A Real audition for Pochettino
Spurs' clash with Manchester United pits a prospective Real Madrid manager against a former one
The time for Mauricio Pochettino to step up to the elite level is rapidly approaching.
Real Madrid are circling like vultures above Tottenham once more, with their manager now the latest target.
The hot seat at the Bernabeu will be Pochettino's to lose.
He has already passed the first test, after the Lilywhites comprehensively humbled the reigning European champions in a Champions League group stage win two months ago.
Phase two of making the grade begins with Manchester United's visit to Wembley tomorrow morning (Singapore time).
But the right job is not necessarily emerging at the right time for Pochettino.
When Zinedine Zidane is being derided as a false prophet, with two Champions League wins to his name, his prospective successor in the Spanish capital would face a greater uphill task.
Real have chewed up and spat out some of Europe's great and most promising coaches on a whim. It has become symptomatic of Florentino Perez's obsession with a "Galactico" ideology.
Even Zidane, Perez's great protege, is not immune from the savagery after surrendering their La Liga crown to Barcelona at a time when their great rivals appeared destined for a fall.
Immediately following in the footsteps of a Champions League winner at Real has often been a kiss of death; Rafael Benitez never really stood a chance of airbrushing his predecessor Carlo Ancelotti's "La Decima" success, a long-awaited 10th European Cup, to the Bernabeu's trophy cabinet.
The rising stock of Alex Ferguson's one-time assistant Carlos Quieroz similarly, diminished when he succeeded a two-time continental champion in Vicente del Bosque, while Bayern Munich coach Jupp Heynckes left an impossible act for Guus Hiddink to follow.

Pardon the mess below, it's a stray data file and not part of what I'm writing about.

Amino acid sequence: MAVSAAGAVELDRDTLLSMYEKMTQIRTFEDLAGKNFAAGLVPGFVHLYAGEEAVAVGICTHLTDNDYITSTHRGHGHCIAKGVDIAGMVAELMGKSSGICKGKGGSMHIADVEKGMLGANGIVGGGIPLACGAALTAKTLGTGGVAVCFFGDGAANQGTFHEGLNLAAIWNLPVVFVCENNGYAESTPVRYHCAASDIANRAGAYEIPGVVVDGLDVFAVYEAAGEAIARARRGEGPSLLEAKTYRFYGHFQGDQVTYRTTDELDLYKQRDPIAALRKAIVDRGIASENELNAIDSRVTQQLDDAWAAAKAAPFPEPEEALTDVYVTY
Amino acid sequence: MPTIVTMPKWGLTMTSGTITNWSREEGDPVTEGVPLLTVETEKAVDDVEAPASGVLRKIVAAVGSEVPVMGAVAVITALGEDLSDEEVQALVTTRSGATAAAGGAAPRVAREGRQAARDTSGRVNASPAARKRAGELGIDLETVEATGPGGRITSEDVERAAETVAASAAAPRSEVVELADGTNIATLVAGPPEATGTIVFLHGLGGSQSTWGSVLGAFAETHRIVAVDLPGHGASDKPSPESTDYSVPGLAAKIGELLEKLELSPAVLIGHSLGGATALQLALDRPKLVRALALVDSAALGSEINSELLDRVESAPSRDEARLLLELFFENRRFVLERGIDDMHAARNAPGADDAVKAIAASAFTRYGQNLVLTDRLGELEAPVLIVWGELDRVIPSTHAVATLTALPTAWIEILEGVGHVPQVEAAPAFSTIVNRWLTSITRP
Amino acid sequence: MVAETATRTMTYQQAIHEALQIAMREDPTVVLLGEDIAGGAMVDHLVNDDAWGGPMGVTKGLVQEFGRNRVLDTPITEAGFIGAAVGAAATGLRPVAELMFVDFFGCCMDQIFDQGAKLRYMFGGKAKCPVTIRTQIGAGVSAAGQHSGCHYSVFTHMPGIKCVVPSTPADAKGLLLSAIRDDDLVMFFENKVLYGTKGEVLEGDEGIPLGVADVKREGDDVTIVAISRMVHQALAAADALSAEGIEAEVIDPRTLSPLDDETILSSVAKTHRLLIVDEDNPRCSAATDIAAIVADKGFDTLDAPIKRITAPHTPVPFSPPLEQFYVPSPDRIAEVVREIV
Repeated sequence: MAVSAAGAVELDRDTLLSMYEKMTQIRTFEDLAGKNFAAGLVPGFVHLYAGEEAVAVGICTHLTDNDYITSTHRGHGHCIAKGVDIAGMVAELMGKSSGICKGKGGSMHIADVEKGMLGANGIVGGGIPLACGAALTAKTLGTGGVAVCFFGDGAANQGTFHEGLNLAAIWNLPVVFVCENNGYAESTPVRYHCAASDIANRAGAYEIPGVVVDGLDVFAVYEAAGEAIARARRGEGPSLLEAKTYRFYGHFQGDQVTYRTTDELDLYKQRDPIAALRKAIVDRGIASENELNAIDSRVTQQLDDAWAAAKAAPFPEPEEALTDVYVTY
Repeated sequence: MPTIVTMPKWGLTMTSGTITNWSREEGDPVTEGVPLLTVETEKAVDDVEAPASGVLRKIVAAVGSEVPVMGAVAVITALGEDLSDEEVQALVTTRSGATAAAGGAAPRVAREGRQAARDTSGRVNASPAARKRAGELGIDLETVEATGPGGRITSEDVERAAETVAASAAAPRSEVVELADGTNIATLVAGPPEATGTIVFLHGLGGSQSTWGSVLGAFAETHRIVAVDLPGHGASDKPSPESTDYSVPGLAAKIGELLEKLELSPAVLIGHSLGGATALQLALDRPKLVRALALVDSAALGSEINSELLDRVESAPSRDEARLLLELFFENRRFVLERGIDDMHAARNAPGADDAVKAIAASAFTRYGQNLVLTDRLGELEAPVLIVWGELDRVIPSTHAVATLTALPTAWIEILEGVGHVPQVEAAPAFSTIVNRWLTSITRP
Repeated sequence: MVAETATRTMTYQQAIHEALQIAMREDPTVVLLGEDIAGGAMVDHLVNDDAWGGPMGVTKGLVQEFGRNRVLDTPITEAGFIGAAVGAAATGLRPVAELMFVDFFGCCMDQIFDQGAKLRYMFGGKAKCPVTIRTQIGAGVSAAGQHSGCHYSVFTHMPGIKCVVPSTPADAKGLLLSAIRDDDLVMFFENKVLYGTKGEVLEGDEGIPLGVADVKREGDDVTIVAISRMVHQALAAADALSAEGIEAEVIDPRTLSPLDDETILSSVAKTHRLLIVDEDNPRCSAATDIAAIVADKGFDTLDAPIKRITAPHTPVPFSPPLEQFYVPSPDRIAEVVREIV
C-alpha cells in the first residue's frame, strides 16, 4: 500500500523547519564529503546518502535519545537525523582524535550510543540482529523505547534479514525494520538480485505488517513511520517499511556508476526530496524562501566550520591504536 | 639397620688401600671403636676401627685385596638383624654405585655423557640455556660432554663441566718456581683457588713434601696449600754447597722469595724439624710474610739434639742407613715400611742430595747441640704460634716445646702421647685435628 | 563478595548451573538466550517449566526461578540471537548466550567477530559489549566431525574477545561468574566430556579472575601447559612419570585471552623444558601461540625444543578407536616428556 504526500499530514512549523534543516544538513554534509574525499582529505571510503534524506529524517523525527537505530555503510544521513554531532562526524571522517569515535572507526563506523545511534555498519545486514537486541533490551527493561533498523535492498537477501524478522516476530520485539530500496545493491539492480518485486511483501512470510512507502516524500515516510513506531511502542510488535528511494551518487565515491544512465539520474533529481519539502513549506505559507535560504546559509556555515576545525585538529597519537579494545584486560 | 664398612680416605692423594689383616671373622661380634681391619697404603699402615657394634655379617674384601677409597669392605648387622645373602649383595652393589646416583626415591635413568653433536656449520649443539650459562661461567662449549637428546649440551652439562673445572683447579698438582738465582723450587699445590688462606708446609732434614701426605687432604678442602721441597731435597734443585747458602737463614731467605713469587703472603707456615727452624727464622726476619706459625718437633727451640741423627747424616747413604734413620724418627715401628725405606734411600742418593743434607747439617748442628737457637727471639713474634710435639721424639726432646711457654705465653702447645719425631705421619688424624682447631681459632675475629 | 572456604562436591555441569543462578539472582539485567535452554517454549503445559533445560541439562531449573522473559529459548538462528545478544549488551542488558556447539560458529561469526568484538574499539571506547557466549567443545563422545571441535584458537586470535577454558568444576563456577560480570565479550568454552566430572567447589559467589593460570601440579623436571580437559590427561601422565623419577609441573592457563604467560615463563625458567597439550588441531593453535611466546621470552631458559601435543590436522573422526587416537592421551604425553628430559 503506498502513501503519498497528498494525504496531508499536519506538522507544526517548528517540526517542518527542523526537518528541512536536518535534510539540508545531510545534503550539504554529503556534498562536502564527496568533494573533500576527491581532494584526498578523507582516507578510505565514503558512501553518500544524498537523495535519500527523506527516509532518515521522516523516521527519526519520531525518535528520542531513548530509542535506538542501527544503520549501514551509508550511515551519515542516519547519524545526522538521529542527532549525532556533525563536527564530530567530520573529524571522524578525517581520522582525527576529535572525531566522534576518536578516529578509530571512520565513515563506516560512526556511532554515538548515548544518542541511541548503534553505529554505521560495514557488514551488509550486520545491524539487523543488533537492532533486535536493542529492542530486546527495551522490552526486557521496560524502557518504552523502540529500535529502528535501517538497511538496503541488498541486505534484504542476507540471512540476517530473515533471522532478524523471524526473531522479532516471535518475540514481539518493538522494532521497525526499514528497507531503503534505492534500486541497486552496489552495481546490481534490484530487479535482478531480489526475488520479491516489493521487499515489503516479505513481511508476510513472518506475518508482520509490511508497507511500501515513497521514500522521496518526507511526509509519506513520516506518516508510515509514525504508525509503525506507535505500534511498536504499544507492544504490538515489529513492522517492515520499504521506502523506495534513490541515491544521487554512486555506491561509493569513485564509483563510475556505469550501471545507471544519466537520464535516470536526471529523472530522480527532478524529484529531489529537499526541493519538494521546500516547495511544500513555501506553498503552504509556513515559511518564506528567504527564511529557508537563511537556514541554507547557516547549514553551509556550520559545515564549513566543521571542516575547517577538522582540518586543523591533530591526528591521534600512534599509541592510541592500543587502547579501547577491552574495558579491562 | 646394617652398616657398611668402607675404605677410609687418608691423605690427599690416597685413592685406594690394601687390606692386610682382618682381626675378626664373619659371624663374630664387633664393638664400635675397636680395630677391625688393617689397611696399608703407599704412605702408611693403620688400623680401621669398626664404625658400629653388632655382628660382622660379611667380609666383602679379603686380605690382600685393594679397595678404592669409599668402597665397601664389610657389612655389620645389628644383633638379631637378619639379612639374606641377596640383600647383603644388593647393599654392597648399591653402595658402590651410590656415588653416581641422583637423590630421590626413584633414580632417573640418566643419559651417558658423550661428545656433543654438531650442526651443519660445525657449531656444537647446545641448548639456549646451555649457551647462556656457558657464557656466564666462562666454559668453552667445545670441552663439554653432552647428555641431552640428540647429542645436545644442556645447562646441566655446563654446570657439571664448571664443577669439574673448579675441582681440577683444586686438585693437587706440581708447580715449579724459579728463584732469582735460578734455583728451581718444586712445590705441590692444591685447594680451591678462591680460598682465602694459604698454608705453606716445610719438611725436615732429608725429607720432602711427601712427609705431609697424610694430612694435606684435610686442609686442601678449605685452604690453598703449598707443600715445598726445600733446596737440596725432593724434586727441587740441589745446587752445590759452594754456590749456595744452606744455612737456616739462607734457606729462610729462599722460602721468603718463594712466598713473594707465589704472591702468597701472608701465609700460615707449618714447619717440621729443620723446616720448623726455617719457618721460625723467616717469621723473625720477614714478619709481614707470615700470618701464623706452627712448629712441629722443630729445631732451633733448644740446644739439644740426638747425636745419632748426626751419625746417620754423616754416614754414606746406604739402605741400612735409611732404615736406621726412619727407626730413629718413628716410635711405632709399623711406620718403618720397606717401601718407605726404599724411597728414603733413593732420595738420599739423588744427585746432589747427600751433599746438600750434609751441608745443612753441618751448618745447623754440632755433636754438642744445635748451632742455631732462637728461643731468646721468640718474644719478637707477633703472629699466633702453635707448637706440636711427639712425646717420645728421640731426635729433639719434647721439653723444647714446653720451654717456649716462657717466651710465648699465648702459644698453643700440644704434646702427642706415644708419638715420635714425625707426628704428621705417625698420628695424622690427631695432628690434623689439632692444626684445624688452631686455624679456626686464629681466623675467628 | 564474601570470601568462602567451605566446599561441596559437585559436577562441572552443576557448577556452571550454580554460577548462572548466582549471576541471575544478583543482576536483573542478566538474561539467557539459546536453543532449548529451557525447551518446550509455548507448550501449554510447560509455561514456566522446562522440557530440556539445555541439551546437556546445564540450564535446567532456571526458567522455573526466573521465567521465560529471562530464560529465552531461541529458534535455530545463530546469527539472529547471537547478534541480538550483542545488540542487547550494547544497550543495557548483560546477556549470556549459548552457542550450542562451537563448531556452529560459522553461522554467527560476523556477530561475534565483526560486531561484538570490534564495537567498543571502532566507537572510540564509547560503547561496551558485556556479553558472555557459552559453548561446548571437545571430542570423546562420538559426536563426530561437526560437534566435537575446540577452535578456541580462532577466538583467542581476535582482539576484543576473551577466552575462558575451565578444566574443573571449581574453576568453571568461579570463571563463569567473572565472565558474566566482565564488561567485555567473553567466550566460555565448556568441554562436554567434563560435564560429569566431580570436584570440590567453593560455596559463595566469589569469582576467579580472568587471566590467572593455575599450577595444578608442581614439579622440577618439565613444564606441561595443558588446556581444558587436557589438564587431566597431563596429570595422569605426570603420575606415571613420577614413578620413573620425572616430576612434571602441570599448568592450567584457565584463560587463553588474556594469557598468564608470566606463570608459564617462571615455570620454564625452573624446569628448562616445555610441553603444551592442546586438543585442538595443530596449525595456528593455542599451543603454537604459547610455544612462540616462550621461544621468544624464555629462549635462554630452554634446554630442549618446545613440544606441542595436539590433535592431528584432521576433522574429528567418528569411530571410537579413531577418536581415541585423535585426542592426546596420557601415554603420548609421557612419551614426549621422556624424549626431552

Though often self-assured, Pochettino risks joining them with a physically intense philosophy that resonates far greater with impressionable players than an established dressing room core.
His opposite number at Wembley tomorrow is the ultimate cautionary tale of trying to take down a tight-knit group that had become the widow-makers of several former managers.
That is where any similarities with Jose Mourinho start and end. The United boss is a specialist in short-termism; often hitting a dead end before his third season is out.
Pochettino, meanwhile, is a uncharacteristically slow-burner by the standards of modern football.
As a former Espanyol coach, he will doubtless see parallels between his current Spurs side and La Sagrada Familia, the undisputed landmark of Barcelona by Antoni Gaudi.
They are impressive, even awe-inspiring yet crucially, are still some distance from the finished product.
Few clubs at the vanguard of Europe's top-five leagues would be willing to afford either the resources or patience that Pochettino has enjoyed in the past four years with chairman Daniel Levy's backing, if interrupted by the occasional poaching, predominantly by Real themselves.
Walking away from cultivating a team which is aggressively making inroads on the English Premier League's hierarchy for one shot at bounty is by no means assured, either.
United are not the only audition that Pochettino will need to pass before receiving a seal of approval.
Next month, he will have to avenge the North London Derby defeat by Arsenal.
Sometimes, it is better the devil you know than the one you don't.